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Flipside

Flipside

Values of Giants

THE axe of fate is cutting at the roots of the giants in the Namibian forest of values and drains the springs of wisdom from which a nation should gain a collective strength of character.

Self-sacrificing leadership is such a rare quality that it is rarely appreciated in life and almost never rewarded, because there is a rare breed of leaders that expect neither, and feel awkward when acknowledged.

The recent and immense loss – only days apart – of two of Namibia’s greatest traditional leaders, the late senior traditional councillor, Peter Shimweefeleni Kauluma of the Aandonga and Chief Seth Kootjie of the Topnaars is a tragic reminder of Namibian values that only the most extraordinary are gifted with, and when their souls depart from the earth for which they sacrificed so much, because they cherished their people who walked on it, their people are poorer.

In death and on their departure from this earth, they remain a legacy and a signpost on the road to nationhood and the journey, to the destination of dignity unity, justice, equality and freedom that lies yonder.

In the storms of party- and factional politics the remarkable lives of Chairman Peter Kauluma and Chief Seth Kooitjie will be celebrated, because their devotion to unity and peaceful co-existence of Namibians – will guide many more generations to come.

Their ties with the living were severed, but the legacy of the two is the tie of service to their subjects that bind and mold communities hundreds of kilometres apart.

Chief Kauluma was a founding member of the Ovamboland People’s Organisation (OPO) and rubbed shoulders with Namibia’s and South Africa’s most notable struggle politicians since the 1950’s, but he never had the urge to boast or demand any recognition for his political credentials, because he was the rare breed that served and never expected to be served.

The rift between King Immanuel Elifas and the expelled headman must now be healed as a matter of pride as the ailing King himself and the Aaandonga deserved all the dignity they have earned since the beginning of time.

When he was appointed as Chairman of the Ondonga Traditional Authority, he acted as a bridge in the forerunner kingdom of its time, because before Independence, the Ondonga Kingdom was well established and recognised, while the Oukwanyama kingdom was still after Independence looking to re-establish its Namibian kingdom.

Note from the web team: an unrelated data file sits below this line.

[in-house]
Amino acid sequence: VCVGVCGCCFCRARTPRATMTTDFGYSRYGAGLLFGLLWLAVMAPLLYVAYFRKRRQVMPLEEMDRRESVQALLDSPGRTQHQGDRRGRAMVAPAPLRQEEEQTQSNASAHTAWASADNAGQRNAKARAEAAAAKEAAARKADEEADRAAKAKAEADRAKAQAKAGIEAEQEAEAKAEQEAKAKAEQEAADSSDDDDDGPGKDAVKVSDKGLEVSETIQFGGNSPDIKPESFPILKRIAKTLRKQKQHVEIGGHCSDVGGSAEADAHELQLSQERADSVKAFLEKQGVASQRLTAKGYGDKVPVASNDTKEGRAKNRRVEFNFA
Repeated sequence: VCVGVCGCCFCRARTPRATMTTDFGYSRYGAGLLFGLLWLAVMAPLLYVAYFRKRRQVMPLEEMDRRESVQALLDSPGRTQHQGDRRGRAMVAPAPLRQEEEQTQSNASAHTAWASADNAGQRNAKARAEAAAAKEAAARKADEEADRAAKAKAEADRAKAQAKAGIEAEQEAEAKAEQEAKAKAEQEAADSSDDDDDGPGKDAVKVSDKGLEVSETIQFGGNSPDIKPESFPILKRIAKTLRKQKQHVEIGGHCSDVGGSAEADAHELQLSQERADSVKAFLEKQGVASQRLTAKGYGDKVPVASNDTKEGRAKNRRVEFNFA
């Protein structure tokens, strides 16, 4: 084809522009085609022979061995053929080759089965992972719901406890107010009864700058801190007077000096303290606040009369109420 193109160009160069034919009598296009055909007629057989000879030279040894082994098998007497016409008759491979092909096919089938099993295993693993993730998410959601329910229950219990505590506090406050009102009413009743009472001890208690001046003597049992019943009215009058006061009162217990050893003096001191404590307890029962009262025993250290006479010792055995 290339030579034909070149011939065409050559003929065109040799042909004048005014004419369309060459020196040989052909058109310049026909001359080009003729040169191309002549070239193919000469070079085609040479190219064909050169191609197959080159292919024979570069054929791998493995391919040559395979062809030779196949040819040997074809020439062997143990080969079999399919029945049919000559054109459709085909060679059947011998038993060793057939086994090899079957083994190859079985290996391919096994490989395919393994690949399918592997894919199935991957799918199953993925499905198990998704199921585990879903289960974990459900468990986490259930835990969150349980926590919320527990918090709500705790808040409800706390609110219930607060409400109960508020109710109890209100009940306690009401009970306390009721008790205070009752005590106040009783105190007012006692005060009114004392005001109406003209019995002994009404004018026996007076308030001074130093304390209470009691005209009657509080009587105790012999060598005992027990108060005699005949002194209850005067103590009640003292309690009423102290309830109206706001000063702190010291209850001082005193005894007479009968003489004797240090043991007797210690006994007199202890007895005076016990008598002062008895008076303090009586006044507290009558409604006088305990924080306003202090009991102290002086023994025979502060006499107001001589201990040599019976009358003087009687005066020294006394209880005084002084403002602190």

The role of Councillor Kauluma in maintaining the best relations between the two most copious tribes in Namibia and both front runners of post-Independence, peace and reconciliation can never be underestimated. History will judge Chief Peter Kauluma as a unifying force and a visionary.

His loyalty to his King Immanuel Elifas and his unbreakable self-constraint is a modern tragedy. When factional infighting hit the kingdom and when he was fired from his position as Chairman of the Ondonga Traditional Council, he abided by the decision, although deeply hurt and never questioned the king, because as servant he obeyed and respected.

He can rightly be regarded as one of the pioneers of unlocking the cultural tourism potential of his area by building a small, but luxurious lodge showcasing the traditions and culture of the Aandonga of which he was fiercely proud and only surpassed by his empathy for the poor and the downtrodden.

Cast from the same mold but far away in the unforgiving sand of the Namib, Chief Kooitjie also rose, not only as unifier of the small Topnaar community, but his leadership elevated him to the chairman of all Nama traditional authorities.

Years after the death of his legendary father, Chief Kootjie was challenged, because of a so-called lack of royal blood. He became living proof that a king is not identified by the colour of his blood, but by his bearing of nobility and leadership by example.

He too devoted his younger life to the political struggle for independence and could also claim some political standing, but always being the servant, he stayed amongst his people and their way of life that can be traced back 650 years to the harshest coastlines of the world.

Both these two remarkable leaders will be laid to rest the coming weekend amongst their fathers, mothers and families, and in their case, their royal bearing and humble lifestyles will not stir the pot of heroes that is being blurred by politics.

Because they were remarkable men, they will remain remarkable men and always a symbol of the best values that Namibians can showcase.

The sudden death of the two remarkable traditional leaders is again a lesson that Namibians should know each other better because there is the best in every soul.

When a few good men leave earth, it takes many more good men to take their place.

Chiefs Kauluma and Kootjie could not have grown up further apart and in more diverse environments and cultures.

They departed from their communities, but will arrive at the forefathers as Namibians whose values are a challenge to aspire to and a victory for humankind, if achieved by all.

Only then, will the world we leave behind have hope of being the better place.

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